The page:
The Lahore Literary Festival (LLF) is usually imagined amid the red brick walls of Al Hamra, Lahore’s beloved arts council. It has served as a physical space for writers, artists, and historians since 2008, when it was first curated by Razi Ahmad. Every year, it congregates hundreds to meet their literary idols but the year 2021, however, forced the festival to transition to a virtual space instead of a physical one, as the pandemic rages on worldwide. In this context, it is not easy to compare the current LLF to previous sessions, reminiscing of a time with greater mobility and personalised interactions.
But the absence of a physical stage has opened up greater avenues, unimaginable with the limitations of the previous model. A virtual LLF has meant a significant alleviation of costs and security concerns, leading to the festival extending to four days rather than its usual 2-3 day structure. 2021’s Lahore Literary Festival commenced on February 18 and went on till February 21, marking a total of four days brimming with literature, art, and history.
While the need to lament the current world order is almost an obligation now, it was previously impossible to imagine the accumulation of literary giants from across the globe to a single space. But 2021’s digitalisation amassed CNN’s Fareed Zakaria, Turkish novelist Orhan Pamuk, Life of Pi’s Yann Martel, Pulitzer winner Jhumpa Lahiri, and Pakistani historian Ayesha Jalal among a plethora of others, all under the umbrella of Lahore’s literary festival.
This year, CNN host and writer for the Washington Post Fareed Zakaria and former Ambassador to the US Maleeha Lodhi discussed the post-pandemic world and the need for international alignment in what they termed as a “hybrid-reality.” Kim Ghattas, Dutch-Lebanese journalist for the BBC, discussed her book ‘Black Wave: Saudi Arabia, Iran and the Rivalry that Unraveled Middle East’ in which she unraveled the significance of the ‘niqaab’ in Middle East’s politics, in relation to Iran and the Gulf.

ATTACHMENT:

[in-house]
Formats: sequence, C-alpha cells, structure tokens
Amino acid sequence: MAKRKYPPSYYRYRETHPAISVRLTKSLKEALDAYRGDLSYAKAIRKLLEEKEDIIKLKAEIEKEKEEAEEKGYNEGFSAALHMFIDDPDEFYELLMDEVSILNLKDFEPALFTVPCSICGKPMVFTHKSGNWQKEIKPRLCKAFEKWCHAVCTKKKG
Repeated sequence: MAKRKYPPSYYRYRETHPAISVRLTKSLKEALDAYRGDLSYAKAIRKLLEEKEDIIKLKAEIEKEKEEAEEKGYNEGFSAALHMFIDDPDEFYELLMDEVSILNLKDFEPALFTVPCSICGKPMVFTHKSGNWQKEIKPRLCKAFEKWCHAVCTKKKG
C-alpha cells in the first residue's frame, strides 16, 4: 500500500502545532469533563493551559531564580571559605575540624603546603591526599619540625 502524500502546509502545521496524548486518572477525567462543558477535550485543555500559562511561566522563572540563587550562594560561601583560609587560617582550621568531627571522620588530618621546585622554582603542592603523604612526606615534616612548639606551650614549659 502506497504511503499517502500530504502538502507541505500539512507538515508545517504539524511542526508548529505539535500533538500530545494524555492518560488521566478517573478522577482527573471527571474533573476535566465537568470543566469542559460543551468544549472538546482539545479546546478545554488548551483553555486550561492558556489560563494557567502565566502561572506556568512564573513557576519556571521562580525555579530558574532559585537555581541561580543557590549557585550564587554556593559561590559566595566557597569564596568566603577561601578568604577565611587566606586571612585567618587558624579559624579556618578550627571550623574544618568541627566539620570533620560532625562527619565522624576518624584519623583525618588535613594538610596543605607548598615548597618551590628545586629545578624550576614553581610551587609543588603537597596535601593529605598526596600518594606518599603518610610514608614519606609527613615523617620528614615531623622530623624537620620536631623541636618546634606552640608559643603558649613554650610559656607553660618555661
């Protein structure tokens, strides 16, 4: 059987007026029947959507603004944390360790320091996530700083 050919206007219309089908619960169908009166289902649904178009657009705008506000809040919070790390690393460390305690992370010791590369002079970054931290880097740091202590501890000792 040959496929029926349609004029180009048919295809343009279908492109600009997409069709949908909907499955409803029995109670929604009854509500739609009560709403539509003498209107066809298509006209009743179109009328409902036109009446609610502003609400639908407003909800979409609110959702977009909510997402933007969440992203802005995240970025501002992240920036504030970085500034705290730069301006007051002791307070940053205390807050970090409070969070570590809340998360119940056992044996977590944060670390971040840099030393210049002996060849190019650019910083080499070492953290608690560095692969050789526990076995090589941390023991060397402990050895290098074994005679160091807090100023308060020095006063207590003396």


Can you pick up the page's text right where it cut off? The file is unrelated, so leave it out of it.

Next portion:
Renowned writers Elif Shafak and Yann Martel, authors of Forty Rules of Love and Life of Pi, respectively, divulged their procsess of writing and the impetus for their best selling books. Journalists Kathy Gannon and Zahid Hussain centered their conversation on a post 9/11 world and Pakistan’s ever evolving relations with the United States. In a discussion regarding Hussain’s book ‘No-Win War; The Paradox of US-Pakistan Relations in Afghanistan’s Shadow’, the writers discussed the political entanglement between America, Pakistan and Afghanistan.
“After 9/11, Pakistan was critical for the US because of Al Qaeda and Taliban, but it was like a short marriage as there was no convergence of interests as in the 1980s,” Hussain said.
A predominant indicator of LLF’s success this year, especially with its new virtual model, was in its ability to curate massive cross-border dialogue with India, despite growing tensions.
Prominent Pakistani historian FS Aijazuddin and Delhi-based Sunita Kohli discussed the late Ved Mehta, an award-winning Indian writer. Pakistani art historian Salima Hashmi led a session titled “Decoding the Artistic Process: The Making of Miniatures in the Mughal Courts” with Jawaharlal Nehru University’s professor Kavita Singh. Other conversations featured Amitav Ghosh, Farrukh Dhondy, Sugata Bose and Vali Nasr, among several others.
Cornered into the digital realm by unprecedented conditions, the LLF managed to see the silver lining in a way perhaps best summarised by Razi Ahmed.
“This year, as the COVID-19 pandemic persists, we have been able to bypass the barriers that bar us from free exchange of people and ideas here in South Asia, especially as right-wing forces gain more currency,” he said, in conversation with Indian media website Firstpost.
“We are delighted to be hosting eminent fellow South Asians from India and the diaspora. All these interactions will set the tone for widening our circles to talk to each other for fashioning a more tolerant and diverse neighbourhood.”